We’ve talked a bit before about a research project that has been ongoing for some time on the faith of Americans. It’s a major national study that started at UNC Chapel Hill over a decade ago by looking at teens in particular, and then expanded to include younger adults, and by now its assessment of where all of us are spiritually as a culture has by become incredibly influential. The initial thing sociologists noticed in this study, back in about 2005, was that no matter what religion younger Americans said they belonged to, when asked to talk about what their principles were, how they knew right and wrong, what God was like, they all did something similar. Virtually none of them referred to any of the theology, practice, or vocabulary of the tradition they said they belonged to. De facto, it just wasn’t in the picture.
In other words, the Jews did not say “My family keeps Sabbath, and taking that break every week has taught me that there’s more to life than your career.” The Catholics did not say, “My goal in life is to emulate the Blessed Virgin Mary in saying yes to whatever God asks from me.” The Muslims did not say, “It was fasting during Ramadan that made me decide to get a job that helps address world hunger.” Whatever religion they claimed to be part of, almost none of them was capable of talking about it. They were articulate about other topics, but when it came to being a Christian or a Muslim or a Jew, they could only resort to platitudes that sounded the same in people of every background.
The readings we heard today were, for all practical purposes, selected for us in 1969. That is when the first three-year lectionary was crafted, the schedule of readings on which all subsequent versions in Roman Catholic, Anglican, and Protestant churches are based. I think anyone who has been an Episcopalian for awhile probably has at least one story to tell about a reading from the lectionary, taken right out of the book, chosen ages ago, that perfectly addressed some current situation. It was fun a couple weeks ago at the 1662 Evensong to see the reactions of some of our guest choral group, ecco, as they experienced this phenomenon for the first time.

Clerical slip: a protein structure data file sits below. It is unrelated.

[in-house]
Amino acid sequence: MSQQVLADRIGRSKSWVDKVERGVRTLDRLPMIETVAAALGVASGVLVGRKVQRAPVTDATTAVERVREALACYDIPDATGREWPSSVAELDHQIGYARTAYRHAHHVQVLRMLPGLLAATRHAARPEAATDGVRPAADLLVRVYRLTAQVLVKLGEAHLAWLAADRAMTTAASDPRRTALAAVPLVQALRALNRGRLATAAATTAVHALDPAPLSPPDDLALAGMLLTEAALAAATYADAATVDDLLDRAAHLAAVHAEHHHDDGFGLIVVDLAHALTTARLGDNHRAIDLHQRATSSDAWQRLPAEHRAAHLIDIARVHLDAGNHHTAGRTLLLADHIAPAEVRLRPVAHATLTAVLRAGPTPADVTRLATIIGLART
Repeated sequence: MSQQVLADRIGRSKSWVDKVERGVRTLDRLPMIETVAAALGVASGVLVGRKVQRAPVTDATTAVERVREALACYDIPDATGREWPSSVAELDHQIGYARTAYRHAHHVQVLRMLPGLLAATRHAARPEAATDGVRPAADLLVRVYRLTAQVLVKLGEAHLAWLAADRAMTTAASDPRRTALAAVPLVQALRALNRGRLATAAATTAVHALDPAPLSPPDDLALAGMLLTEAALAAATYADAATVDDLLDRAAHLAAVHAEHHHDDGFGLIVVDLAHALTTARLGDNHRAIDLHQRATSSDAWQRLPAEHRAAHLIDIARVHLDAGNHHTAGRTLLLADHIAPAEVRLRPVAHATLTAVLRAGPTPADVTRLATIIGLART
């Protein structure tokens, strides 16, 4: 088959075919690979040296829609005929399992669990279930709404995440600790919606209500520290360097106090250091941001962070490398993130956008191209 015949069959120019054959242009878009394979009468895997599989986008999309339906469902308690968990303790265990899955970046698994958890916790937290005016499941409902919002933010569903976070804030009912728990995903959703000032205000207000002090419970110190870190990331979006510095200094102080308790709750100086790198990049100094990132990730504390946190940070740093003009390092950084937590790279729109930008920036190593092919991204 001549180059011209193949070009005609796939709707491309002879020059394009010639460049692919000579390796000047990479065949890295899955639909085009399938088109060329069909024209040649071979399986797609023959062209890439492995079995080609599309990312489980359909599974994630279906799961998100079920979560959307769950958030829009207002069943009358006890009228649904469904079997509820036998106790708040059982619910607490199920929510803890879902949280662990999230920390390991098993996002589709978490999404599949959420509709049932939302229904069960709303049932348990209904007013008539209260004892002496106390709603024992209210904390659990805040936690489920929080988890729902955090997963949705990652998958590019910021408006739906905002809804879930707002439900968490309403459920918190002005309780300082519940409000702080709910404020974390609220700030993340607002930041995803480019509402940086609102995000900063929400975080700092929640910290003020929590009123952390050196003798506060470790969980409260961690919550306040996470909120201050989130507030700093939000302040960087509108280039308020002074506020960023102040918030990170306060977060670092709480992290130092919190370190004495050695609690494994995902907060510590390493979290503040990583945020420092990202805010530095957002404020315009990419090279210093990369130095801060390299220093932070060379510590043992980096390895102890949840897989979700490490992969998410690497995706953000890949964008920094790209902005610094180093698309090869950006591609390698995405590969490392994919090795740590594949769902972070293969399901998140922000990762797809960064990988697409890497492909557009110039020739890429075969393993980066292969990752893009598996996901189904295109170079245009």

Our readings, so often, are directly on point, and often in ways we wouldn’t have invented. So if you actively practice your faith in a church like ours, one of the spiritual skills you end up building is attentiveness to what God is doing in the texts that are given – the lessons, the hymns, the bits of a prayer you’ve heard a hundred times but that light up today for some reason. This is not a skill that is common in our current culture, but it is one that it’s important to develop in order to be active, conscious participants in a liturgical church.
I woke up the other day with a line from a song by the band U2 in my head. Any of you who know U2 know that they were formed both by having grown up in Dublin Ireland during the period of the Troubles just to their north, and by having had an intense involvement with Christianity early in life that permanently shaped their work and their behavior. They return over and over again to making theologically informed art exploring themes of violence, injustice, and ideologies that drive people to hate other people. Of all the artists I know, U2 are among the most effective at exposing evil.
The lyric I woke up to is a pretty obscure one; it’s from a song called “Peace on Earth.” "Peace on Earth" is a fairly typical U2 song in that it's ultimately addressed to God, and it follows the model of a classic lament Psalm from the Bible, complaining to the Lord about injustice, lamenting how his Word gets used either to fuel or to paper over conflicts, and crying out for the coming of the Kingdom. It starts: “Heaven on earth; we need it now. /I'm sick of all of this hanging around. /I'm sick of the sorrow, I'm sick of the pain, /I’m sick of hearing again and again/ that there's going to be peace on earth.”